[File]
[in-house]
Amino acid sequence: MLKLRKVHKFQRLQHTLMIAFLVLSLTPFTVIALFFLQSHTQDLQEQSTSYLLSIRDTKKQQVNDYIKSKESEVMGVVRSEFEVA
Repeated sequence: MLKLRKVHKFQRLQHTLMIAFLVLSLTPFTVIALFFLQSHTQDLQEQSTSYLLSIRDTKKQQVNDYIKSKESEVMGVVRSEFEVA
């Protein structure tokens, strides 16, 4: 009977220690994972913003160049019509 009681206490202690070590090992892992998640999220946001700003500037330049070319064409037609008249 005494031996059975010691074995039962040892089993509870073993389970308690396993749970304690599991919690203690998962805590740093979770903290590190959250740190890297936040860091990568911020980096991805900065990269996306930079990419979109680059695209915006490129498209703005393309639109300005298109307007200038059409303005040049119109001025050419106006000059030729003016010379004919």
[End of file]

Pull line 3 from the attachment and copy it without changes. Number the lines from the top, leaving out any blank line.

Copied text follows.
Repeated sequence: MLKLRKVHKFQRLQHTLMIAFLVLSLTPFTVIALFFLQSHTQDLQEQSTSYLLSIRDTKKQQVNDYIKSKESEVMGVVRSEFEVA